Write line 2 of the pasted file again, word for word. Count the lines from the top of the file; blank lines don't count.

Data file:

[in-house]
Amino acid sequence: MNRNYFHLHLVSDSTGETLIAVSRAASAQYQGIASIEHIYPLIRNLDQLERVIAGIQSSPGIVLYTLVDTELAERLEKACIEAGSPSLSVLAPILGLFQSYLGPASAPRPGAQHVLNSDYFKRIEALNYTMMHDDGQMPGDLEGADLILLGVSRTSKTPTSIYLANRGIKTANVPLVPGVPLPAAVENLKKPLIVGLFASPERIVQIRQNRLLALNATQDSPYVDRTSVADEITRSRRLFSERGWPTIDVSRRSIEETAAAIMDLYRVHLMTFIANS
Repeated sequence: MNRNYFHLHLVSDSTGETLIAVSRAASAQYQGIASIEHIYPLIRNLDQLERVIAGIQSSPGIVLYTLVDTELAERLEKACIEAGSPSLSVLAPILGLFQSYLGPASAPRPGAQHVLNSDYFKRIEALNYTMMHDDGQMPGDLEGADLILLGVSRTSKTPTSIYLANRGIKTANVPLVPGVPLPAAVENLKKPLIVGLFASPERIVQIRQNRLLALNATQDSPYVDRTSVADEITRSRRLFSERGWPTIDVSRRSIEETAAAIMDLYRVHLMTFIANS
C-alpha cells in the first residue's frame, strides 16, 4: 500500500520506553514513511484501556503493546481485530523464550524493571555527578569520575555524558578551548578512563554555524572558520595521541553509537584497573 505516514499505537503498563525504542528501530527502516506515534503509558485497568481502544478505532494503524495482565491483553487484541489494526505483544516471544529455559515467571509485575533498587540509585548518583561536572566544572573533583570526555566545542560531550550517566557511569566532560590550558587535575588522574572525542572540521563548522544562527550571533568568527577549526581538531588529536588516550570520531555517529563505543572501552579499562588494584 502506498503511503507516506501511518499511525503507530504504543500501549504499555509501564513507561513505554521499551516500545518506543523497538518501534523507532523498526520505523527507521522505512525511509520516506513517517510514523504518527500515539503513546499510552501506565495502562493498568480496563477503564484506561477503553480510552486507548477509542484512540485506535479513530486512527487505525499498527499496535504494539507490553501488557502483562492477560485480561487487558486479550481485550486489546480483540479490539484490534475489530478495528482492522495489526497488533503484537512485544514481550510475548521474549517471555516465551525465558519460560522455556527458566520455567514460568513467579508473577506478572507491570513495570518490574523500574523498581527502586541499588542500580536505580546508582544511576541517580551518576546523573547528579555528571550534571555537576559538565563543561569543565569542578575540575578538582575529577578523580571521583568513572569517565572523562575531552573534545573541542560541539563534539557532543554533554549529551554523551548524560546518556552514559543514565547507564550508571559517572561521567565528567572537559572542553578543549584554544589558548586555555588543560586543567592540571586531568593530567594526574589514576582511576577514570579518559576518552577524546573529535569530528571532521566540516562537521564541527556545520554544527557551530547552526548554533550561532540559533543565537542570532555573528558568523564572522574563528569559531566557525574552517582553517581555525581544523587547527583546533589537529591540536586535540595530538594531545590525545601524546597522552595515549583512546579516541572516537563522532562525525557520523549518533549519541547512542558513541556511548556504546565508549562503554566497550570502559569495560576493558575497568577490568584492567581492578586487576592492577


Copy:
Amino acid sequence: MNRNYFHLHLVSDSTGETLIAVSRAASAQYQGIASIEHIYPLIRNLDQLERVIAGIQSSPGIVLYTLVDTELAERLEKACIEAGSPSLSVLAPILGLFQSYLGPASAPRPGAQHVLNSDYFKRIEALNYTMMHDDGQMPGDLEGADLILLGVSRTSKTPTSIYLANRGIKTANVPLVPGVPLPAAVENLKKPLIVGLFASPERIVQIRQNRLLALNATQDSPYVDRTSVADEITRSRRLFSERGWPTIDVSRRSIEETAAAIMDLYRVHLMTFIANS